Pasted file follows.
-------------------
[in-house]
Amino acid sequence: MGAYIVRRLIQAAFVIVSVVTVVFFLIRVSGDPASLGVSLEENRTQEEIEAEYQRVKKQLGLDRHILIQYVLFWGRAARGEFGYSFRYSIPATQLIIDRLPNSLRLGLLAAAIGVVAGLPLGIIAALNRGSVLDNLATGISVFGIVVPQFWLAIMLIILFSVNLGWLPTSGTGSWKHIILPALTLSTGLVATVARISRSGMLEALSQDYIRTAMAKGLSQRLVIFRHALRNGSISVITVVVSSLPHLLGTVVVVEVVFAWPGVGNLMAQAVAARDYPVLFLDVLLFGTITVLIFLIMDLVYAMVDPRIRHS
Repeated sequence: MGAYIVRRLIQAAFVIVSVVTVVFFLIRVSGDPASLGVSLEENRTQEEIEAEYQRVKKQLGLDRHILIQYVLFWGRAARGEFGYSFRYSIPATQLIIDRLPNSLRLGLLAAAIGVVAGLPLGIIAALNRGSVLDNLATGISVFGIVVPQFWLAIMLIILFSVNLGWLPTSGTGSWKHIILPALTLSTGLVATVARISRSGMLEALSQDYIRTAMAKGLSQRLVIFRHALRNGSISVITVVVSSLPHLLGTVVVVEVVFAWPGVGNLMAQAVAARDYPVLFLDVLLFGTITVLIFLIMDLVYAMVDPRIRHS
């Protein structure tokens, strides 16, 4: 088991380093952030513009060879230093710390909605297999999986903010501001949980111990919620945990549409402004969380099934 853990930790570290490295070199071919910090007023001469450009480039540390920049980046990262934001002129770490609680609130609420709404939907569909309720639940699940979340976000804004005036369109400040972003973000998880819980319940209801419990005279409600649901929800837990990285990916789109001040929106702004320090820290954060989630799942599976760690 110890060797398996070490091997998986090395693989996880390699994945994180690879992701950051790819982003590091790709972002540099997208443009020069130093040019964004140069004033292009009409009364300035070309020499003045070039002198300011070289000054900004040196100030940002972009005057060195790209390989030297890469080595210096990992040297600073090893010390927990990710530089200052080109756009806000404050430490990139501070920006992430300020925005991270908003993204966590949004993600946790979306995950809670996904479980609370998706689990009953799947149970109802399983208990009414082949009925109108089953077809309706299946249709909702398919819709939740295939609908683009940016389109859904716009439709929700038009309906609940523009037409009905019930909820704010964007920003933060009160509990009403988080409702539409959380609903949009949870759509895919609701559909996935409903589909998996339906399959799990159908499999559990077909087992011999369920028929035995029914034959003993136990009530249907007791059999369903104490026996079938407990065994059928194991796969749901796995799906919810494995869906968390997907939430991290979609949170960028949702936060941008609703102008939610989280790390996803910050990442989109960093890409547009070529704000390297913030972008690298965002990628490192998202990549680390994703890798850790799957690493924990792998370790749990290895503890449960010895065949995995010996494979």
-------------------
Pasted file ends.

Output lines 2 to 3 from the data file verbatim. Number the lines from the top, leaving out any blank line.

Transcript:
Amino acid sequence: MGAYIVRRLIQAAFVIVSVVTVVFFLIRVSGDPASLGVSLEENRTQEEIEAEYQRVKKQLGLDRHILIQYVLFWGRAARGEFGYSFRYSIPATQLIIDRLPNSLRLGLLAAAIGVVAGLPLGIIAALNRGSVLDNLATGISVFGIVVPQFWLAIMLIILFSVNLGWLPTSGTGSWKHIILPALTLSTGLVATVARISRSGMLEALSQDYIRTAMAKGLSQRLVIFRHALRNGSISVITVVVSSLPHLLGTVVVVEVVFAWPGVGNLMAQAVAARDYPVLFLDVLLFGTITVLIFLIMDLVYAMVDPRIRHS
Repeated sequence: MGAYIVRRLIQAAFVIVSVVTVVFFLIRVSGDPASLGVSLEENRTQEEIEAEYQRVKKQLGLDRHILIQYVLFWGRAARGEFGYSFRYSIPATQLIIDRLPNSLRLGLLAAAIGVVAGLPLGIIAALNRGSVLDNLATGISVFGIVVPQFWLAIMLIILFSVNLGWLPTSGTGSWKHIILPALTLSTGLVATVARISRSGMLEALSQDYIRTAMAKGLSQRLVIFRHALRNGSISVITVVVSSLPHLLGTVVVVEVVFAWPGVGNLMAQAVAARDYPVLFLDVLLFGTITVLIFLIMDLVYAMVDPRIRHS